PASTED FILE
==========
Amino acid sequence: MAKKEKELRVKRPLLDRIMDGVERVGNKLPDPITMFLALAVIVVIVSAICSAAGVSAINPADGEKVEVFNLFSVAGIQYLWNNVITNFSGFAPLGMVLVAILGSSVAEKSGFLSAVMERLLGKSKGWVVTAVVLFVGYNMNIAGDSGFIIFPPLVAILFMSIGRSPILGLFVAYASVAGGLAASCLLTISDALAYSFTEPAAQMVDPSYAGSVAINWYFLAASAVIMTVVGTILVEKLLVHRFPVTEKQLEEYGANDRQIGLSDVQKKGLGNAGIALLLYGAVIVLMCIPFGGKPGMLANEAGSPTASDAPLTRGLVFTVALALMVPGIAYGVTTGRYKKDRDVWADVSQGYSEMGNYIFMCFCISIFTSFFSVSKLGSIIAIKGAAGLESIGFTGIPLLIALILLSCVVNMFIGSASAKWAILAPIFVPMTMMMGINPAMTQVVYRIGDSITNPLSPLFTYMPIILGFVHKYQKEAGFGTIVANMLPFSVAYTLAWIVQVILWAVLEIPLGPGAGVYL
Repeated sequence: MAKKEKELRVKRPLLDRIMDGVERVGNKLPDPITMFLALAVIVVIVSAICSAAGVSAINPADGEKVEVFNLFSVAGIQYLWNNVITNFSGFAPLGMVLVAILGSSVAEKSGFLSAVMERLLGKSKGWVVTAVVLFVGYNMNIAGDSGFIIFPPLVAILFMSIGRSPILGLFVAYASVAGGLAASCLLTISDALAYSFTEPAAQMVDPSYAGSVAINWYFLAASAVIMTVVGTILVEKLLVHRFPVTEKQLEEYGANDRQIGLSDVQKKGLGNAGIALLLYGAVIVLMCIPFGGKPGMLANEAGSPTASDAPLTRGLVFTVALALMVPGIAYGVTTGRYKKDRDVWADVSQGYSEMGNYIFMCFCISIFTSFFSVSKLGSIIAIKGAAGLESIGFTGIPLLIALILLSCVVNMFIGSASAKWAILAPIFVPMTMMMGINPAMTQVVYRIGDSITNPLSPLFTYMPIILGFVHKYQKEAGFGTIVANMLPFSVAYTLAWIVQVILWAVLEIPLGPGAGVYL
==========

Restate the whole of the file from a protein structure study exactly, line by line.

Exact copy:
Amino acid sequence: MAKKEKELRVKRPLLDRIMDGVERVGNKLPDPITMFLALAVIVVIVSAICSAAGVSAINPADGEKVEVFNLFSVAGIQYLWNNVITNFSGFAPLGMVLVAILGSSVAEKSGFLSAVMERLLGKSKGWVVTAVVLFVGYNMNIAGDSGFIIFPPLVAILFMSIGRSPILGLFVAYASVAGGLAASCLLTISDALAYSFTEPAAQMVDPSYAGSVAINWYFLAASAVIMTVVGTILVEKLLVHRFPVTEKQLEEYGANDRQIGLSDVQKKGLGNAGIALLLYGAVIVLMCIPFGGKPGMLANEAGSPTASDAPLTRGLVFTVALALMVPGIAYGVTTGRYKKDRDVWADVSQGYSEMGNYIFMCFCISIFTSFFSVSKLGSIIAIKGAAGLESIGFTGIPLLIALILLSCVVNMFIGSASAKWAILAPIFVPMTMMMGINPAMTQVVYRIGDSITNPLSPLFTYMPIILGFVHKYQKEAGFGTIVANMLPFSVAYTLAWIVQVILWAVLEIPLGPGAGVYL
Repeated sequence: MAKKEKELRVKRPLLDRIMDGVERVGNKLPDPITMFLALAVIVVIVSAICSAAGVSAINPADGEKVEVFNLFSVAGIQYLWNNVITNFSGFAPLGMVLVAILGSSVAEKSGFLSAVMERLLGKSKGWVVTAVVLFVGYNMNIAGDSGFIIFPPLVAILFMSIGRSPILGLFVAYASVAGGLAASCLLTISDALAYSFTEPAAQMVDPSYAGSVAINWYFLAASAVIMTVVGTILVEKLLVHRFPVTEKQLEEYGANDRQIGLSDVQKKGLGNAGIALLLYGAVIVLMCIPFGGKPGMLANEAGSPTASDAPLTRGLVFTVALALMVPGIAYGVTTGRYKKDRDVWADVSQGYSEMGNYIFMCFCISIFTSFFSVSKLGSIIAIKGAAGLESIGFTGIPLLIALILLSCVVNMFIGSASAKWAILAPIFVPMTMMMGINPAMTQVVYRIGDSITNPLSPLFTYMPIILGFVHKYQKEAGFGTIVANMLPFSVAYTLAWIVQVILWAVLEIPLGPGAGVYL